The Recurring Dream of an Atheist

By Roberta Beary

The camera clicks on the weeping bedsore. “In case of a lawsuit,” the nurse says. I tell her it’s him who hurts Mary when she tries to wash him, not the other way around. “He’s stronger than he looks,” I say. Eddie’s eyes flick open. “Stop telling lies,” he says. “Go get your sister, I want to go home.” The nurse taps the morphine bag. “This should last the night,” she says on her way out. Through the glass I see my sister, Mary, asleep in a chair, hands folded in prayer inside a thin, brown cardigan. Violet bruises bloom above her wrists. When I turn around Eddie looks fierce, the chief of a dying clan. His stare is a frozen bog that calls me to come closer, and I cower before the first blow of the belt. How many years ago? When I was a child, I spoke as a child, I understood as a child, I thought as a child, but when I became a man, I put away childish things. I hug the morphine tap, turning it three times. Verily I say unto thee, That this night, before the cock crow, thou shalt deny me thrice. The one I would ask forgiveness died a lifetime ago. I cross myself the way she taught me. Eddie’s mouth is moving. In another moment he will accuse me, scream for help. But his words, when they come, are a pantomime of moving parts. My face moves close to his. “I know,” I say. “I saw the bruises.” Eddies tries to make a fist. His hand knocks down the crucifix as he collapses back on the bed. “Do you want the Last Rites,” I ask the deflated balloon. It nods. I put on my Roman collar and take out my beads.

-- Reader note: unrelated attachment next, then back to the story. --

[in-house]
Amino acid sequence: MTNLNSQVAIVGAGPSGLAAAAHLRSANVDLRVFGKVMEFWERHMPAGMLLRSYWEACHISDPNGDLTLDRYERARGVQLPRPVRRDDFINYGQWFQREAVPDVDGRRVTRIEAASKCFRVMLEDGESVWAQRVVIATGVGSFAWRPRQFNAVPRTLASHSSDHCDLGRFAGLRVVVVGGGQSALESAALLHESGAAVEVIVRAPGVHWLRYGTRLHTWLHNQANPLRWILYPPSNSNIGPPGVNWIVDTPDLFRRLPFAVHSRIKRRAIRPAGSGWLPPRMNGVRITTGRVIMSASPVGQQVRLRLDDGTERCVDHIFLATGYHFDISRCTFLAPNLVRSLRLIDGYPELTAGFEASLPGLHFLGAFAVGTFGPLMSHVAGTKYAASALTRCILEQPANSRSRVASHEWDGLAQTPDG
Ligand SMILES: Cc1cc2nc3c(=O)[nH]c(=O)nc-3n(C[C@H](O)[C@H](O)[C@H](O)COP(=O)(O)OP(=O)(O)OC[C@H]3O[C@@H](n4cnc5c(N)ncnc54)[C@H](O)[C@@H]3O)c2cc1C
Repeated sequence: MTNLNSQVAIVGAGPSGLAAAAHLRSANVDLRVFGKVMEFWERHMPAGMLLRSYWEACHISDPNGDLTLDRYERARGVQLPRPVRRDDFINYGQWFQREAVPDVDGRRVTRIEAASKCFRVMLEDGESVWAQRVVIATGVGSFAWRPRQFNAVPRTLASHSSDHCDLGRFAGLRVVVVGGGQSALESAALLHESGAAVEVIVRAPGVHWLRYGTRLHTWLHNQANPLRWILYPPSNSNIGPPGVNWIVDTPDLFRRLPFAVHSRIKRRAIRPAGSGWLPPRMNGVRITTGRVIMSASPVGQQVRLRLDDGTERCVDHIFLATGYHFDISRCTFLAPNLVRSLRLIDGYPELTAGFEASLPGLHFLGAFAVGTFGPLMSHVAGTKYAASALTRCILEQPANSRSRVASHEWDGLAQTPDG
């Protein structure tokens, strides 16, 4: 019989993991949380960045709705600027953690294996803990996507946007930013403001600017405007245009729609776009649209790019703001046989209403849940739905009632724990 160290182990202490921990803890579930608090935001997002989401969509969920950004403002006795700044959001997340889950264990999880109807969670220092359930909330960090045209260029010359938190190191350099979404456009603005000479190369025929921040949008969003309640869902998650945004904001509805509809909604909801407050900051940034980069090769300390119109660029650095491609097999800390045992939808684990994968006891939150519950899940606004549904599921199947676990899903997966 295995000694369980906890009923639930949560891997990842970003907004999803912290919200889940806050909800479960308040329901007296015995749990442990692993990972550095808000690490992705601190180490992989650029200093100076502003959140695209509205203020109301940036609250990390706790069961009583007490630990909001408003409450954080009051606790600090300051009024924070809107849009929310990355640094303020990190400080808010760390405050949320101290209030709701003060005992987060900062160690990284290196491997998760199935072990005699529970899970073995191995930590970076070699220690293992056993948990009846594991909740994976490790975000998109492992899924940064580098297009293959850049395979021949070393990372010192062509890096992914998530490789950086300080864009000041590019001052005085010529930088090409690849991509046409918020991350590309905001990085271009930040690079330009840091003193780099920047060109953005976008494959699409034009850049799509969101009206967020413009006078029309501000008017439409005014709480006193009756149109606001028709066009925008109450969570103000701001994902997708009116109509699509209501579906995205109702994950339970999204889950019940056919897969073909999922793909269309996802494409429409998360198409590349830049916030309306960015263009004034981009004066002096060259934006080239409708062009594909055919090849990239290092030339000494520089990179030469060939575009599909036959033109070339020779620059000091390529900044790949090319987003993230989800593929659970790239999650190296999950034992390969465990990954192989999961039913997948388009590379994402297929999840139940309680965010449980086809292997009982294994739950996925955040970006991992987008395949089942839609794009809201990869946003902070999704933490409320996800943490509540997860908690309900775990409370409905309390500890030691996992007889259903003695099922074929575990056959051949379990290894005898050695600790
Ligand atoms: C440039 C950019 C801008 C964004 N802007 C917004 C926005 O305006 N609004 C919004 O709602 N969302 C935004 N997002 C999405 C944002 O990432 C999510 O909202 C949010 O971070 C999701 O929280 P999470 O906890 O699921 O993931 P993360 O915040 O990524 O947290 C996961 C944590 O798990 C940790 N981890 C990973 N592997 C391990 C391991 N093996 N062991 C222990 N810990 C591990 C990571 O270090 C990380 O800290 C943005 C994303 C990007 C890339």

Roberta Beary identifies as gender-expansive, and writes to connect with the disenfranchised, to let them know they are not alone. Her work has appeared in The New York Times, Rattle, KYSO Flash, 100 Word Story, Cultural Weekly, and Flash Fiction Festival Two. She lives in County Mayo, Ireland.

3 thoughts on “The Recurring Dream of an Atheist”

  1. More than brilliant, and much more…

    There is something magical about perfect, precise writing. Here, a Catholic family’s history, dominated by the abusive Eddie, is painted for us with the minimum of brush strokes. Small fragments are enough to create characters, and we feel emotions through understatement and (barely) kept control, even in the final act of revenge. And all this using precisely 300 words—not one more, not one less.


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